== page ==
The Enormous Spending of Henry VIII

There are a few legends surrounding Henry VIII, some true and some not so true…

The first is that he was overweight, or in some way unhealthy.

Despite numerous iconic paintings depicting him as a large man, it’s generally agreed today that these impressions of him were created to eschew the belief that he was a great man – in both stature and power. At the time, being of a large build could only be seen as a sign of strength. Men who had managed to accumulate the necessary girth to be considered ‘fat’ by today’s standards would have almost been respected for retaining such weight – it was a sign that they were wealthy and therefore powerful.

From historical accounts uncovered since, historians have come to the decision that Henry was most likely a well built man, who ate well but was by no means unhealthily overweight. One well acknowledged fact about the popular King is that he was a proliferate spender. Despite inheriting the equivalent of £375 million from his predecessor, Henry’s taste for luxurious items, hand-made weapons and war inevitably led him to taking drastic measures halfway through his lengthy reign as King.

So just where did the famous spendthrift spend all of his cash and what did he have to do in order to right his wrongs?

Henry ascended the throne at the age of 17. Not much is known about his youth, other than the appointments that he was given during his infancy. His father, Henry VII, had achieved much during his own reign. In addition to wresting power for his family, the elder Henry had proved to be a frugal ruler, saving well over a million pounds for the benefit of his heirs, of which he had many.

In short, the teenaged Henry had a lot to live up to when he came to the throne in 1509; however the young ruler’s developing interests proved to have little in common with his sensible father’s. During his reign, Henry commissioned the creation and purchase of 2000 tapestries for his various castles and manors (ten times as many as his Scottish counterpart, James V) and loved nothing more than playing with his veritable arsenal of weapons. He also invested in the buildings owned by the crown, fixing damaged conservatory roofs (something that this writer has recently got round to doing, thank to this useful business), grand stained glass windows and numerous self-portraits.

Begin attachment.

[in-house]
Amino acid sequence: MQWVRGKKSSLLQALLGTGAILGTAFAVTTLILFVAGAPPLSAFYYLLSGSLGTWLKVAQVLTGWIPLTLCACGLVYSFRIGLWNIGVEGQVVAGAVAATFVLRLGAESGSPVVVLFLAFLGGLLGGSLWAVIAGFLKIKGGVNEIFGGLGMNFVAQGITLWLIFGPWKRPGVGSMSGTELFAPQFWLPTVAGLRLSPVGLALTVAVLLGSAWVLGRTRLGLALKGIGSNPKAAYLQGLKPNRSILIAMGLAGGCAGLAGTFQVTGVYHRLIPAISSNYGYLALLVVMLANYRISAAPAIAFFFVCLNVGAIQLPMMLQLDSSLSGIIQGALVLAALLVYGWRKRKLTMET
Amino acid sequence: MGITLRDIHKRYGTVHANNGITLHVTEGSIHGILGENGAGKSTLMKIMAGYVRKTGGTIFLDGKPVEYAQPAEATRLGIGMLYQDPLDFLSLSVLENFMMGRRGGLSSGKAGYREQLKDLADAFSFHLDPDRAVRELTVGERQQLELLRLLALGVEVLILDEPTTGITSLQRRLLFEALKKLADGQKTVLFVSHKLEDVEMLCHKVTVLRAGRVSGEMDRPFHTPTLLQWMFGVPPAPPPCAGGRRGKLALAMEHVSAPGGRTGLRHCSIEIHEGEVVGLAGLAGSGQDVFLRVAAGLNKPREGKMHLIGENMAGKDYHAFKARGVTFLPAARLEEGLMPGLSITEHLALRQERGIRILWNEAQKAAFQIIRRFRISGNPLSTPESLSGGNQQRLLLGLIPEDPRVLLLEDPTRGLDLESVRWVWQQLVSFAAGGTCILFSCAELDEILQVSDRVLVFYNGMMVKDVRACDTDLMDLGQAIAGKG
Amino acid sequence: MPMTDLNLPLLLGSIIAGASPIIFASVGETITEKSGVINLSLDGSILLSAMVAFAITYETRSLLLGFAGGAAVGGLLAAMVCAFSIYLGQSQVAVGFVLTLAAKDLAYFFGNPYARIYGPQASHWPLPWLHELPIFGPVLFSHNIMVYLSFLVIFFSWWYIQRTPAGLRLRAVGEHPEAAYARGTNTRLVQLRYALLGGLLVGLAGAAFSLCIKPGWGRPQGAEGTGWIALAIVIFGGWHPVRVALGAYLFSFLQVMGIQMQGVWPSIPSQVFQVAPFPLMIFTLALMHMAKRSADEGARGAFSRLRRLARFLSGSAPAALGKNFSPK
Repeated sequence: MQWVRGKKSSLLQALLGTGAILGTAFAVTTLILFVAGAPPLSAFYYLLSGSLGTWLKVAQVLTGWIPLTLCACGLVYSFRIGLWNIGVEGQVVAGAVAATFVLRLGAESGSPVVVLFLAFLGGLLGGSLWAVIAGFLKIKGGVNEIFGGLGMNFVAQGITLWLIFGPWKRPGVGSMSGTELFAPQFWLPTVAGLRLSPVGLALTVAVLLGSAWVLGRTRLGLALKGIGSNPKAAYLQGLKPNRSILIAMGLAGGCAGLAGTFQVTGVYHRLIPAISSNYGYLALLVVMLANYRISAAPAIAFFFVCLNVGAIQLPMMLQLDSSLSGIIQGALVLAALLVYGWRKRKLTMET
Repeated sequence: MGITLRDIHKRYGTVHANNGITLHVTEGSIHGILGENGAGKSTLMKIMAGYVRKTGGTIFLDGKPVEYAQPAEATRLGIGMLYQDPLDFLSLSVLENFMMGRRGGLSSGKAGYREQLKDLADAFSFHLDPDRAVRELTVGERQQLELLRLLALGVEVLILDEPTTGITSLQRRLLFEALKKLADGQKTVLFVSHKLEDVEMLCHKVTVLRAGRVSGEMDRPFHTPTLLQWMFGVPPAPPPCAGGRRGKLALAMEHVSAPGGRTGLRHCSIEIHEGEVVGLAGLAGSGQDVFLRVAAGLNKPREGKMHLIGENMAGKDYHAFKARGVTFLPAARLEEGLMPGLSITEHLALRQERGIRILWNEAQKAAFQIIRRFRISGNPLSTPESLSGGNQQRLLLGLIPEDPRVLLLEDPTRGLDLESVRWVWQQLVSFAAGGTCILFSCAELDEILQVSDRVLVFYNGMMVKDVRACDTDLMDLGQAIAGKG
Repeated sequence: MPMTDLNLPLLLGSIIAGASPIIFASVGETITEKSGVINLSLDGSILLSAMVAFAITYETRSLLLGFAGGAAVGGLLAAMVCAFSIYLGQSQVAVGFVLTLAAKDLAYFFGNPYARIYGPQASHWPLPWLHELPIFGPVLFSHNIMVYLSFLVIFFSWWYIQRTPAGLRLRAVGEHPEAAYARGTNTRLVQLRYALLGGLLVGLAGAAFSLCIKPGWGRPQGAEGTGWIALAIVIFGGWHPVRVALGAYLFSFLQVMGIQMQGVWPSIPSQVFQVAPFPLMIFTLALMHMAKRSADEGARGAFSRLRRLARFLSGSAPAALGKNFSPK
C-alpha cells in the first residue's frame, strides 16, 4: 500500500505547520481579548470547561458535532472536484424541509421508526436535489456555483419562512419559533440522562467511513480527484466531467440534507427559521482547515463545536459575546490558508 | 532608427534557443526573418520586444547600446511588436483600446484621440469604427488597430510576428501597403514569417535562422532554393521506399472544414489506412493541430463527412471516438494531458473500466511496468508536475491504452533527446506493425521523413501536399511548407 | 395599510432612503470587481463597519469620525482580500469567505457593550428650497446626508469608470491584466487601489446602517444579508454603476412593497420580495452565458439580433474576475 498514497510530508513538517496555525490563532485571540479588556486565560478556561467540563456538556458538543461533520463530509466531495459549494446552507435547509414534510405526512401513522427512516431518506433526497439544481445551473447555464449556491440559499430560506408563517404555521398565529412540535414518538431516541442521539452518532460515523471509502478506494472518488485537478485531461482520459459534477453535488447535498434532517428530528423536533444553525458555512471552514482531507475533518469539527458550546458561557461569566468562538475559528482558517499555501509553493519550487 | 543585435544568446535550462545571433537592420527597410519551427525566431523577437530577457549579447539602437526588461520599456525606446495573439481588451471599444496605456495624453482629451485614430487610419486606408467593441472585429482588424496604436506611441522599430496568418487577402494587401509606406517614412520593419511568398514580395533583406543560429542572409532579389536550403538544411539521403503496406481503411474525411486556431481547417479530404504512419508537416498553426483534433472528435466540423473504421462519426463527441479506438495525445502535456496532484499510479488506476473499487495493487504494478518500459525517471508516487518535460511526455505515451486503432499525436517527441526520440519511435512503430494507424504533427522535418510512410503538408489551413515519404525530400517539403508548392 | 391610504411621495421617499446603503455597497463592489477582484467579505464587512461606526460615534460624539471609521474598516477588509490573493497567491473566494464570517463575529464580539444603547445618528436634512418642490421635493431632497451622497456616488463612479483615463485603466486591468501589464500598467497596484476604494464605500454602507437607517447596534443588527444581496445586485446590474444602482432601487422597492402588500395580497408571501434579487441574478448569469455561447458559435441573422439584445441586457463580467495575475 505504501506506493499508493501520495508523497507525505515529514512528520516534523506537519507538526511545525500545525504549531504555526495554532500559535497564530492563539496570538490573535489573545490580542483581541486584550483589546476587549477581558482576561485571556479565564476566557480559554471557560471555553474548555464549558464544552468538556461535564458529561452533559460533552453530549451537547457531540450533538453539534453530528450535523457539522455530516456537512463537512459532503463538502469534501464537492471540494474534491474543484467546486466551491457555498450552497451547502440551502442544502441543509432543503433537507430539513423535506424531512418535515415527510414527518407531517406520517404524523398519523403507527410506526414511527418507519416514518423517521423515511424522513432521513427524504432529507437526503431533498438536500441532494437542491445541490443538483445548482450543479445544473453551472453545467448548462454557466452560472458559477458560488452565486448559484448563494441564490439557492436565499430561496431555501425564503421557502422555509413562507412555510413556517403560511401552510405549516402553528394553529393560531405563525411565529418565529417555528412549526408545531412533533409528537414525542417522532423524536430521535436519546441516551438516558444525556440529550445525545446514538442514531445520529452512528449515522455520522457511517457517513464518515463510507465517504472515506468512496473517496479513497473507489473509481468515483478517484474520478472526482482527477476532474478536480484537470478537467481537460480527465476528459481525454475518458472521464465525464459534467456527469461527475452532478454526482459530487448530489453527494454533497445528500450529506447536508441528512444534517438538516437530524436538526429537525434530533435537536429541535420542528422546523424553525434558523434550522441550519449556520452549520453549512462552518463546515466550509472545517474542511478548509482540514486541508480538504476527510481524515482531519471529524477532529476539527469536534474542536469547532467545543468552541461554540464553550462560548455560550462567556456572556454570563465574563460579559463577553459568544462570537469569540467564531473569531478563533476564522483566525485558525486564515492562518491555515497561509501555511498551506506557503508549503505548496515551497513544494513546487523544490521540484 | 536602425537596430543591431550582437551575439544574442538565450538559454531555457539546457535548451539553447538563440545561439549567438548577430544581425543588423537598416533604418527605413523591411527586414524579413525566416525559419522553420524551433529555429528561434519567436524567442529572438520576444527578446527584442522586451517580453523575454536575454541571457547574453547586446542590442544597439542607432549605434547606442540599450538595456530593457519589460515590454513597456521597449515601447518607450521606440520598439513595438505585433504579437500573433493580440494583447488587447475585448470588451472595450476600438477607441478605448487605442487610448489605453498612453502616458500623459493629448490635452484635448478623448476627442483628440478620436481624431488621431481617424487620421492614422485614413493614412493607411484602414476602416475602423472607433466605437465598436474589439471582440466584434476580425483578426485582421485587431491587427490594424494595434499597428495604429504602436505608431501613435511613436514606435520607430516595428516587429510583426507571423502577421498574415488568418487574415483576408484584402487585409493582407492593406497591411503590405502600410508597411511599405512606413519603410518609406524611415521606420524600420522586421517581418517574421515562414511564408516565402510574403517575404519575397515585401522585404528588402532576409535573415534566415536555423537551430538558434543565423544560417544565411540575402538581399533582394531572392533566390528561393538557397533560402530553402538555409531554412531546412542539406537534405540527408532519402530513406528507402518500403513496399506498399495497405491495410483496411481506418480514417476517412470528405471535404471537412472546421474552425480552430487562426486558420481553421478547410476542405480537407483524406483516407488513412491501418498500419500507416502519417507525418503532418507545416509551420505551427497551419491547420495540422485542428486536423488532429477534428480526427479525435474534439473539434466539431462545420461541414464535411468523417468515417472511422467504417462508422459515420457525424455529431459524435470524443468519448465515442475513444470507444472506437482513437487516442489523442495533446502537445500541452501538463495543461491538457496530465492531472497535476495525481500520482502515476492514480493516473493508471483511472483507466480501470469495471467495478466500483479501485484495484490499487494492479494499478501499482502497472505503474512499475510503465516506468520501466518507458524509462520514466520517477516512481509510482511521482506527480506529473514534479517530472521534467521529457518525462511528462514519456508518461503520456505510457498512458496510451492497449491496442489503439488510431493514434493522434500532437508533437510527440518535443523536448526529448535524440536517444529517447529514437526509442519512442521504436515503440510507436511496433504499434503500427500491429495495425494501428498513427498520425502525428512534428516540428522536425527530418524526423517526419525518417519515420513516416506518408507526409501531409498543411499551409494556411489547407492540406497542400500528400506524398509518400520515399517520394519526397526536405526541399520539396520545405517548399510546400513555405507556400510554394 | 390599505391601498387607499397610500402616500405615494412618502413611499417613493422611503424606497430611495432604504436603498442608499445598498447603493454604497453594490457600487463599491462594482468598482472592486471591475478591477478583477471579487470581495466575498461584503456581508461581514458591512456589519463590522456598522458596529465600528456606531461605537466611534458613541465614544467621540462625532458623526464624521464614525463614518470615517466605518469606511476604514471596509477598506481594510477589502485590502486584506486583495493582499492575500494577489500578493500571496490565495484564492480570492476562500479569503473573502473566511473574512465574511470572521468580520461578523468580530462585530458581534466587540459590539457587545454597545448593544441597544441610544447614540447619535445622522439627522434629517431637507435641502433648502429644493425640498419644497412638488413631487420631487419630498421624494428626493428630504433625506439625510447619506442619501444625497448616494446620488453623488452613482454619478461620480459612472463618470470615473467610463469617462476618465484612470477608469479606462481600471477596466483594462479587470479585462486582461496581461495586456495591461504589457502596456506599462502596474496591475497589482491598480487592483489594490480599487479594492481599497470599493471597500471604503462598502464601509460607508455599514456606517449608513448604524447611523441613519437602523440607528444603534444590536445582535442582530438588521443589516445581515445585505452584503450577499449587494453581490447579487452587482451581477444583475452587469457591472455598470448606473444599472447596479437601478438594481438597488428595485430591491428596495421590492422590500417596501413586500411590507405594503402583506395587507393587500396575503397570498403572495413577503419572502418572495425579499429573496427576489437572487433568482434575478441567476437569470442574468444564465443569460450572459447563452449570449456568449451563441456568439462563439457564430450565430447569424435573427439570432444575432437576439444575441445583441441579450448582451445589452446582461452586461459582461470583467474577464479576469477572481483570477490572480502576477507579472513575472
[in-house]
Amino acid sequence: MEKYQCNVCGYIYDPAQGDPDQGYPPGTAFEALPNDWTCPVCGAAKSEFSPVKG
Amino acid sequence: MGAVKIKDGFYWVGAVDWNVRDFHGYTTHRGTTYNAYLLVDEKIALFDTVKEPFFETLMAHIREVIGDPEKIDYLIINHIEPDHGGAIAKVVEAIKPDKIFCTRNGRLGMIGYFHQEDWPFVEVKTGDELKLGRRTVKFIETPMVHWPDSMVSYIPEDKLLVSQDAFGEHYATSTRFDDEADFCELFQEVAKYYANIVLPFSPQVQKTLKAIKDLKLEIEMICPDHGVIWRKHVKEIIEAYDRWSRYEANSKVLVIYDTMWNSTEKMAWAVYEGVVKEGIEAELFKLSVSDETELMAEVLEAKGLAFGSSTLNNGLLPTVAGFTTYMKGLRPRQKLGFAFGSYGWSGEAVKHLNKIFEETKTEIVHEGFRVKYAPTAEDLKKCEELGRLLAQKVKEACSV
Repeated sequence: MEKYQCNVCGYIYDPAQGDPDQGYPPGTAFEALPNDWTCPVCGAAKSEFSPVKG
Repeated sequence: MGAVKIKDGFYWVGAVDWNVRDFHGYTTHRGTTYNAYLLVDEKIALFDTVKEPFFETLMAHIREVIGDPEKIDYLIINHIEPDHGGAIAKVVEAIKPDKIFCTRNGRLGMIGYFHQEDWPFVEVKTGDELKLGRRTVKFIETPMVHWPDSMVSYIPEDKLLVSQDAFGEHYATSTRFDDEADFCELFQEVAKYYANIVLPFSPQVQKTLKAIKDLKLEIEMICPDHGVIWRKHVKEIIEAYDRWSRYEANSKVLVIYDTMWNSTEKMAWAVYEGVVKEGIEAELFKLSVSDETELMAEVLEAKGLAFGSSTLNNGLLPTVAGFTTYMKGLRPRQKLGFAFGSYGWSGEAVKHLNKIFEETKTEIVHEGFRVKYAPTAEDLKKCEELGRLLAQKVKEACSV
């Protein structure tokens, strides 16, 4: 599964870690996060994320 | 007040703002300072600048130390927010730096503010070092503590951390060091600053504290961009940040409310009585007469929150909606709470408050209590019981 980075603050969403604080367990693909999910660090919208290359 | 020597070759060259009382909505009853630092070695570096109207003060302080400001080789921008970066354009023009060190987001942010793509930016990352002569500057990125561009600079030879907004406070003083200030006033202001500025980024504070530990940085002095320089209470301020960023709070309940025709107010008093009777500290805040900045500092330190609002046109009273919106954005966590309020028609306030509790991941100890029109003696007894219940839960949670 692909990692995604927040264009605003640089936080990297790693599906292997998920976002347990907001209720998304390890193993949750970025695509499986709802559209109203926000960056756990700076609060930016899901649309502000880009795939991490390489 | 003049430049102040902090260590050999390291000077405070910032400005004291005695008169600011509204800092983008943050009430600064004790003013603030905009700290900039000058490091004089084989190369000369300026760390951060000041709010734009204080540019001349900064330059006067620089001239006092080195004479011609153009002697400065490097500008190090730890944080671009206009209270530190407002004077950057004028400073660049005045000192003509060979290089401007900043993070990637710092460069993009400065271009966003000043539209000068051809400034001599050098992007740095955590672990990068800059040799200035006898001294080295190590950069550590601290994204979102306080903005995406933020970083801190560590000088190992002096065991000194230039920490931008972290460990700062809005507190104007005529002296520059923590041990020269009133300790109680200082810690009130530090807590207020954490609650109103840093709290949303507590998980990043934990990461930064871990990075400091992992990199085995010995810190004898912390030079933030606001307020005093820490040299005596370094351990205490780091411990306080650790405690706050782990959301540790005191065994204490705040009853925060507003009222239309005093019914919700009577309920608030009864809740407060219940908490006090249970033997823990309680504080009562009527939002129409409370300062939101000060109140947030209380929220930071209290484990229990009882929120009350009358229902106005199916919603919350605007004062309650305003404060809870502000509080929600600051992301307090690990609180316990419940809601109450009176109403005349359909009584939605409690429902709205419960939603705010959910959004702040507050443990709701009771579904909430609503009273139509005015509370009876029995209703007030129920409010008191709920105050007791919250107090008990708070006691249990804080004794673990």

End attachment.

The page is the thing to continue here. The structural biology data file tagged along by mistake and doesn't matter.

Despite his father having spent much of his rule avoiding conflicts with other countries, the young Henry struggled to avoid causing arguments with the other major powers at the time.

Spain, France and the religious power of the Vatican all fell at odds with Henry VIII at some point during his reign, whether as a result of his prolific marriage record or his rather graceless foreign relation strategies. As a result, the King spent thousands on defensive constructions, training solider and forging weapons – fearing that an invasion was inevitable.

The invasion didn’t happen in his lifetime but Henry still managed to spend more money when he decided to invade both Scotland and France on separate occasions. His costly (and unsuccessful) invasions were arguably the biggest expenditures of his reign.

Although considered by many be an enduring character of English History, the financial ruin that Henry led the country to forever see him branded as a reckless monarch, whose habit for spending was as prolific as his fickle taste for women.